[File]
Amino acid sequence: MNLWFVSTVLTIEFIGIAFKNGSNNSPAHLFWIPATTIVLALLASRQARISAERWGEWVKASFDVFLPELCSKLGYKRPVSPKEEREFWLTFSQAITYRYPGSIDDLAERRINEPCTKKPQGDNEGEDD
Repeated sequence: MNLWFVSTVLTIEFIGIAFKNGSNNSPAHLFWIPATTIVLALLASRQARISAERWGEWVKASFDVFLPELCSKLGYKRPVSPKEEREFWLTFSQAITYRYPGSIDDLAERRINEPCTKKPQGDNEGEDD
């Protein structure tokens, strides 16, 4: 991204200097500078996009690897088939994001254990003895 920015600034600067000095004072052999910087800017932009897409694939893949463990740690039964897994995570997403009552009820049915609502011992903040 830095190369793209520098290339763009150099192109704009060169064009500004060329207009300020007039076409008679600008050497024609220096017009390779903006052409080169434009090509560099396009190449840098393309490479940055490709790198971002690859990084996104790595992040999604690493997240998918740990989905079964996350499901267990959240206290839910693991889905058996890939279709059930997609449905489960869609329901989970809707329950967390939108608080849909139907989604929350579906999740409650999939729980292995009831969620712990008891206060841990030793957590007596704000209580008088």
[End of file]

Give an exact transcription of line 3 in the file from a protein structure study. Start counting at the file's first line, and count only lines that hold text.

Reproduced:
């Protein structure tokens, strides 16, 4: 991204200097500078996009690897088939994001254990003895 920015600034600067000095004072052999910087800017932009897409694939893949463990740690039964897994995570997403009552009820049915609502011992903040 830095190369793209520098290339763009150099192109704009060169064009500004060329207009300020007039076409008679600008050497024609220096017009390779903006052409080169434009090509560099396009190449840098393309490479940055490709790198971002690859990084996104790595992040999604690493997240998918740990989905079964996350499901267990959240206290839910693991889905058996890939279709059930997609449905489960869609329901989970809707329950967390939108608080849909139907989604929350579906999740409650999939729980292995009831969620712990008891206060841990030793957590007596704000209580008088």